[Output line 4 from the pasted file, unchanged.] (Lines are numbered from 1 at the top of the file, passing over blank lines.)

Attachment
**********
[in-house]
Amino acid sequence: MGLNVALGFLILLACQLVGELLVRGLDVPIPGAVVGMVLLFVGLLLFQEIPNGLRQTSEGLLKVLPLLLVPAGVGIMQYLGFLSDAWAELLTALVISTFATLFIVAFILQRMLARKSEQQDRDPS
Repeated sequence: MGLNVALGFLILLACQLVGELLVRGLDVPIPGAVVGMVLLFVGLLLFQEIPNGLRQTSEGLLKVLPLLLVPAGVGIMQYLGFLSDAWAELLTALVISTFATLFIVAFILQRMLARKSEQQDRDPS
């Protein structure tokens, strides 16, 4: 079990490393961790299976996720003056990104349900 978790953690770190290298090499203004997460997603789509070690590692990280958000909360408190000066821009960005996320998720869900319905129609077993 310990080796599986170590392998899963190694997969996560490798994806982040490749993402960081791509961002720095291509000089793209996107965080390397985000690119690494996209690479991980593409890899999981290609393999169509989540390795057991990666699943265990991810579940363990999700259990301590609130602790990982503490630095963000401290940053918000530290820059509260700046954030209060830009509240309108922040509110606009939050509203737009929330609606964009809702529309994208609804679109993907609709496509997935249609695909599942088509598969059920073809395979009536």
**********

């Protein structure tokens, strides 16, 4: 079990490393961790299976996720003056990104349900 978790953690770190290298090499203004997460997603789509070690590692990280958000909360408190000066821009960005996320998720869900319905129609077993 310990080796599986170590392998899963190694997969996560490798994806982040490749993402960081791509961002720095291509000089793209996107965080390397985000690119690494996209690479991980593409890899999981290609393999169509989540390795057991990666699943265990991810579940363990999700259990301590609130602790990982503490630095963000401290940053918000530290820059509260700046954030209060830009509240309108922040509110606009939050509203737009929330609606964009809702529309994208609804679109993907609709496509997935249609695909599942088509598969059920073809395979009536």